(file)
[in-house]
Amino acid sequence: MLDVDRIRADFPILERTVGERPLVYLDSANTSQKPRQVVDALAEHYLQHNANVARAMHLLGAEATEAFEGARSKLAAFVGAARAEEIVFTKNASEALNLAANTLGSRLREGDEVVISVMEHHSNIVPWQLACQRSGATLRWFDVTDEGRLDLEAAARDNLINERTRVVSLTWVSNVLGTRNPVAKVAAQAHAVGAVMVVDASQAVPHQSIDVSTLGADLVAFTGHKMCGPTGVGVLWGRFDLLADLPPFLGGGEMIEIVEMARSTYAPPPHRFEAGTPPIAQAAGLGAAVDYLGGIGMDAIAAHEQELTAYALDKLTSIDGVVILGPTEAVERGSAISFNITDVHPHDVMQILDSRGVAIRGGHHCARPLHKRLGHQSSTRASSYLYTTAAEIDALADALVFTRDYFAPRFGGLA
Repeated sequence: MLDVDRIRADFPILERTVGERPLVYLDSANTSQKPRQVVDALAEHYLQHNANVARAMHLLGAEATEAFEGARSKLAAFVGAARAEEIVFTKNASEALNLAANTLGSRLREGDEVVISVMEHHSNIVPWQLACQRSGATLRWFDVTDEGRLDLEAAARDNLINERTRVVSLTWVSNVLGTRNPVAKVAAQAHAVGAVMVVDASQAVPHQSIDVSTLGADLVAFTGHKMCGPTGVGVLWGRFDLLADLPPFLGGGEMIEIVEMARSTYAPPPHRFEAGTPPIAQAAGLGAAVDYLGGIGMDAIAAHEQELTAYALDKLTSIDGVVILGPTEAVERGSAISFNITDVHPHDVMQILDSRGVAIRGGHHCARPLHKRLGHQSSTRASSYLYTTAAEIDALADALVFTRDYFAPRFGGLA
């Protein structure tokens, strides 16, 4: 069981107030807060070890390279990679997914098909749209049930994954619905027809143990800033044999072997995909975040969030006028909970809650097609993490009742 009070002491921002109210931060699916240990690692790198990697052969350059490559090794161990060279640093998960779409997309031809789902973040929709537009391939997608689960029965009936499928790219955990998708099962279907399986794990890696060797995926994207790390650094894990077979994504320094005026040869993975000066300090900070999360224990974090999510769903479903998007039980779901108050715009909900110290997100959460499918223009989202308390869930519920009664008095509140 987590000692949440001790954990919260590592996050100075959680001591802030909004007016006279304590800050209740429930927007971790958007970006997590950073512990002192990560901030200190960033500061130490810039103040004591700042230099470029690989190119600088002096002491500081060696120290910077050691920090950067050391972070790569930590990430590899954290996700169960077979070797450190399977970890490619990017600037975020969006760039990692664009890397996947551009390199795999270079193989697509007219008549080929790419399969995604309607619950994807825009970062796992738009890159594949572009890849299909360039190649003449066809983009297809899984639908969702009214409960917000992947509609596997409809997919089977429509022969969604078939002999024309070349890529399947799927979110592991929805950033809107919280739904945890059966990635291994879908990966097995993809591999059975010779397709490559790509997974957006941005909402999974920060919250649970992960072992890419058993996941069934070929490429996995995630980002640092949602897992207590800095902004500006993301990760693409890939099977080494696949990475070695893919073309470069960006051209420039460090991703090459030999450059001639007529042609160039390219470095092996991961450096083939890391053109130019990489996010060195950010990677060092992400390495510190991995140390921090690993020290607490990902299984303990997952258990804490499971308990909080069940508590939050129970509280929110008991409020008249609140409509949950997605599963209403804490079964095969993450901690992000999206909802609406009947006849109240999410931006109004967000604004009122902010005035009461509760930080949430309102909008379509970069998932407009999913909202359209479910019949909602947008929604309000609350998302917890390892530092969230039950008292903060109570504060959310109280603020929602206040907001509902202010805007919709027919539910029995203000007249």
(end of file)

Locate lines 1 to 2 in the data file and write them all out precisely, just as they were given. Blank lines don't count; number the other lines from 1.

[in-house]
Amino acid sequence: MLDVDRIRADFPILERTVGERPLVYLDSANTSQKPRQVVDALAEHYLQHNANVARAMHLLGAEATEAFEGARSKLAAFVGAARAEEIVFTKNASEALNLAANTLGSRLREGDEVVISVMEHHSNIVPWQLACQRSGATLRWFDVTDEGRLDLEAAARDNLINERTRVVSLTWVSNVLGTRNPVAKVAAQAHAVGAVMVVDASQAVPHQSIDVSTLGADLVAFTGHKMCGPTGVGVLWGRFDLLADLPPFLGGGEMIEIVEMARSTYAPPPHRFEAGTPPIAQAAGLGAAVDYLGGIGMDAIAAHEQELTAYALDKLTSIDGVVILGPTEAVERGSAISFNITDVHPHDVMQILDSRGVAIRGGHHCARPLHKRLGHQSSTRASSYLYTTAAEIDALADALVFTRDYFAPRFGGLA